Learn about sketching tools.
- [Instructor] Before I begin creating my design I wanted to prepare Fusion 360 for some use. First, I created a project that I'll be storing my data in, I'll reduce the Data Panel with the Hide Data Panel tool. The next thing I want to do is make sure that I'm working with the correct Units. I happen to think in feet and inches, it's more comfortable for me, so I'll change my Unit Type to Inch. Now all of the components that I build or the bodies that I build in Fusion 360 will automatically take on that unit of measure.
I can change it or override it at any time while entering dimensional values. The next thing I want to do is start to think about the structure of my design. My design is only going to have three types of part, a side, a slat that will make up the seat and back of my lounger, and then a wedge that I'll use to hold it all together. So what I'll do is go to the root of my design, right-click, and from the context menu select New Component. I can rename it, I'll be very creative with my name, I'll call it Side, and I can tell by the radio button activation that it is presently my active component.
The next thing I'll do is I'll begin sketching. I'll start the Line tool from the Sketch panel, or I can select it from the marking menu by going down and hovering over the word Sketch, which will bring up another marking menu that will give me my common sketching tools. So I'll select Line, and I can choose the plane that I want without having to pick directly on the plane. I'll use the X, Y plane. I know it's the X, Y plane, because X is represented by a red axis, Y is represented by a green axis, and Z with a blue axis.
So I'll highlight the one that's red and green and pick. Now what I want to do is just start roughing in a sketch. I'll go ahead and use my origin, just to be able to give me an idea of where I am. I'm going to come out in the ballpark of about six inches at maybe around 115 degrees, but I'm not going to enter any values, in fact, I'd like to kind of create this sketch without creating a lot of dimensional values, just to kind of ballpark it in place. You can constrain it as much or as tightly as you want, but I'm going to see what I can do without being so constrained.
I'm going to return back to the end point of my line, while still in my Line tool click and drag to create a tangent arc. I'll rough in my tangent arc and release the mouse button to start beginning to place another line. I'll move to where I can see the tangency icon appear near the end point and go up a distance that I think will suit my needs. I can always pan and zoom to get a different point of view.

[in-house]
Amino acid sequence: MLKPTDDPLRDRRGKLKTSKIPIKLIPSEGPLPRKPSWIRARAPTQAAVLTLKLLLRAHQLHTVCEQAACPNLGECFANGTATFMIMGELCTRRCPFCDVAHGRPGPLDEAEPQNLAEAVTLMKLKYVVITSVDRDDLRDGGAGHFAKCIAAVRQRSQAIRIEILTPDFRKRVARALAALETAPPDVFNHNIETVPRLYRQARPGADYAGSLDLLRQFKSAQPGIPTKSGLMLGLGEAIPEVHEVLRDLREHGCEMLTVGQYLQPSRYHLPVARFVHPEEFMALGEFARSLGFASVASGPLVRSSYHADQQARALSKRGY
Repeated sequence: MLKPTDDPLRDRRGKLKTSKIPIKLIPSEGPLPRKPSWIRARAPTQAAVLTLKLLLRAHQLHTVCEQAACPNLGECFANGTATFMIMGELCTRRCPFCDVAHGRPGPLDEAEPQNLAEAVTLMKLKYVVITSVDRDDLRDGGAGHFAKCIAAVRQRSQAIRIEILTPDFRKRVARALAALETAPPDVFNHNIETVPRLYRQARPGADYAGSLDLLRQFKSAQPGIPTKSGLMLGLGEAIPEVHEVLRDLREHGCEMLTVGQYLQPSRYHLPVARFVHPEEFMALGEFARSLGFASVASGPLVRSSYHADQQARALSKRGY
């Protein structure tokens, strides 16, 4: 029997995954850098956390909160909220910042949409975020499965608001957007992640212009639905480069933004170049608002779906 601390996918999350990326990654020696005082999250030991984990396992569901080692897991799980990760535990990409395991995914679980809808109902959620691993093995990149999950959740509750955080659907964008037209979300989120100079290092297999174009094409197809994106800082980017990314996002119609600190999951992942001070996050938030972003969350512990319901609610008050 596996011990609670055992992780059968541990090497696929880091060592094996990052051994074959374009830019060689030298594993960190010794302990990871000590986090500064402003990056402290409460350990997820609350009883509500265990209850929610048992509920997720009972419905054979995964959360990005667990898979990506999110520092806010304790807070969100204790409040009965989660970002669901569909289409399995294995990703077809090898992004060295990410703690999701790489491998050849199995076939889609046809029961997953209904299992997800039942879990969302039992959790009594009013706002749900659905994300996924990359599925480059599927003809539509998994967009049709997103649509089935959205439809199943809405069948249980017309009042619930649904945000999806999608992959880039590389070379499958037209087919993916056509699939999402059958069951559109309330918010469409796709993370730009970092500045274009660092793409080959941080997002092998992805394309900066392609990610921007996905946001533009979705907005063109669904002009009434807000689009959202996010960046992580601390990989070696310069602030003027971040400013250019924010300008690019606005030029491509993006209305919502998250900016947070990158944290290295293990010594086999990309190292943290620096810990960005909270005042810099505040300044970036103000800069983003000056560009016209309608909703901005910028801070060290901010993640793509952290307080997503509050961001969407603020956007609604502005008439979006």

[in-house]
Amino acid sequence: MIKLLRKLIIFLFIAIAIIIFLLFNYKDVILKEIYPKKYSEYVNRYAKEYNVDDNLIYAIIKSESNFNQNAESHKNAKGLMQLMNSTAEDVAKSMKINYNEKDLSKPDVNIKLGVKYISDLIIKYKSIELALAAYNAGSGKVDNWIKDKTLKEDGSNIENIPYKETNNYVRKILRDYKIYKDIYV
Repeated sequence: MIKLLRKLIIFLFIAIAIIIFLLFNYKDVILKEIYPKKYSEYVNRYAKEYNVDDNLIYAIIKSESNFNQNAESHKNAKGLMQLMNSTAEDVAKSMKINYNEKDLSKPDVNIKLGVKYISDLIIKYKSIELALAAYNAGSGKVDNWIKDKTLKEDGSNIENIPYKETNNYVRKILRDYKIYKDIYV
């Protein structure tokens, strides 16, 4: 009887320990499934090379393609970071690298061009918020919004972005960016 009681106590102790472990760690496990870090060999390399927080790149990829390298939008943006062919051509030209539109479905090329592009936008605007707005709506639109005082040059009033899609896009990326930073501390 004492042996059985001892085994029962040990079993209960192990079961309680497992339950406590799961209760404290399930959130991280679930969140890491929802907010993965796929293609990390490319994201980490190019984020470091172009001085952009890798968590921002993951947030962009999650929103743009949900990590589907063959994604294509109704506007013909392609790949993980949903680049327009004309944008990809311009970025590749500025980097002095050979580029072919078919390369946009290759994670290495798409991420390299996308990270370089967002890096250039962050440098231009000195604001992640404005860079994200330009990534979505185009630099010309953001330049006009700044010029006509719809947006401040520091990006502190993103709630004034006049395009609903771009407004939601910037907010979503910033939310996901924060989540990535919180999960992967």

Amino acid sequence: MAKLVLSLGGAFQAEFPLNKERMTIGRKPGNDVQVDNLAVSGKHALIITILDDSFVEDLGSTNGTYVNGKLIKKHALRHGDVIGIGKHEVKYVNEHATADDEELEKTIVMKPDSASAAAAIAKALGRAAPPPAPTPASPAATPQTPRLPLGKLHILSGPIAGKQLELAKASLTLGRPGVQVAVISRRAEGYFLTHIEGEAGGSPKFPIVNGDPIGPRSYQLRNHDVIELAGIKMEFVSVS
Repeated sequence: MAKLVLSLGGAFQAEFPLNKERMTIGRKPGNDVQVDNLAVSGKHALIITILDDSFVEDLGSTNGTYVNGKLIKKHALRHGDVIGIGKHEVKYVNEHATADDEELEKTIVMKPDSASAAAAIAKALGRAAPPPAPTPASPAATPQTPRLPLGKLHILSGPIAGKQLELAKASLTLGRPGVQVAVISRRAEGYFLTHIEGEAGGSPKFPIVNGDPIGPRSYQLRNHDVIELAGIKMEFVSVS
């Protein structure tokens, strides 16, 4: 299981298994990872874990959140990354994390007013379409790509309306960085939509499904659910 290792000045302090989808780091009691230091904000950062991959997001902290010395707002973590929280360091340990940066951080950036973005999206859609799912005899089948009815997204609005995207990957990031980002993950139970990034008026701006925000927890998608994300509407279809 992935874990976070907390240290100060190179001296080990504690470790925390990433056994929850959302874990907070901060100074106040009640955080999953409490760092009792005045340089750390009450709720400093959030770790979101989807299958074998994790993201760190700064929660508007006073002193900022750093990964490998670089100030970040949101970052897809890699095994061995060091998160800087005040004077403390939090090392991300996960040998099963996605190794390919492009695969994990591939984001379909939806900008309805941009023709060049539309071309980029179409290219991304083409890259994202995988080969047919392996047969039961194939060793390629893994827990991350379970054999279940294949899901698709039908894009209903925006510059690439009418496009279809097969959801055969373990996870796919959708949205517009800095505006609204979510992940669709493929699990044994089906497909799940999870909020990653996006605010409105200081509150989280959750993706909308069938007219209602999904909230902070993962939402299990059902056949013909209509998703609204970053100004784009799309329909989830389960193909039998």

I'll click again, and just start roughing in my line some more. I want to create another line that's not quite parallel with the first, continue creating a tangent arc off of that line, and a tangent arc off of that tangent arc. I'll then just bring my line down to roughly parallel with that first point, back a bit, back up a bit, using these technical terms like bit or a little.
But that's one thing I want to focus on, is I don't want to over design this, I just want to have this overall design kind of flow a little bit. And then I'll close my sketch. And as soon as I do Fusion 360 lets me know that it's closed by coloring the area of this enclosed sketch. Now I can add more dimensions or make modifications to this. I can even do things like adding a Fillet to this sketch. So for example I'll add a Fillet between that arc and this line, and I can just simply drag the dimension or drag the radius value that I want to get the look that I want.
Without using a lot of dimensions you can still drag and pull, manipulate some geometry around, although it is a little more sensitive without having dimensions in place. But for what I'm trying to do, which is to just simply get an idea of what I want, this works perfectly well for me. I'll add another dimension, I'll add a dimension from the base here to the very top to get an idea of how tall this is. And I think I'm going to make this just a little bit taller.
We'll say 32 and see what the effect is. That's okay. So now that I have that dimension placed I can just grab the geometry and move things around a little bit and it will add some more control to how things are shaped. I can window select and grab geometry and move it more as a group, pulling things out. Let me regrab and get a different set of geometry. There, just getting a different feel. And then I can add some sketch constraints, for example, I can add a coincidence or a Colinear constraint rather between my first line and my bottom line here, so that I have a level footing on the ground.
And then let's go ahead and make one more little modification here, give myself just a little more volume to work with, a little more wood to work with, and I'll call this good. I'm going to stop my sketch and I now have a completed profile. The next thing I want to do is start to convert this into 3D geometry and start to add additional sketches and additional pieces of 3D geometry until my Side is complete.
- Sketching furniture
- Developing 3D components
- Updating the design
- Using Joint tools
- Rendering and sharing the design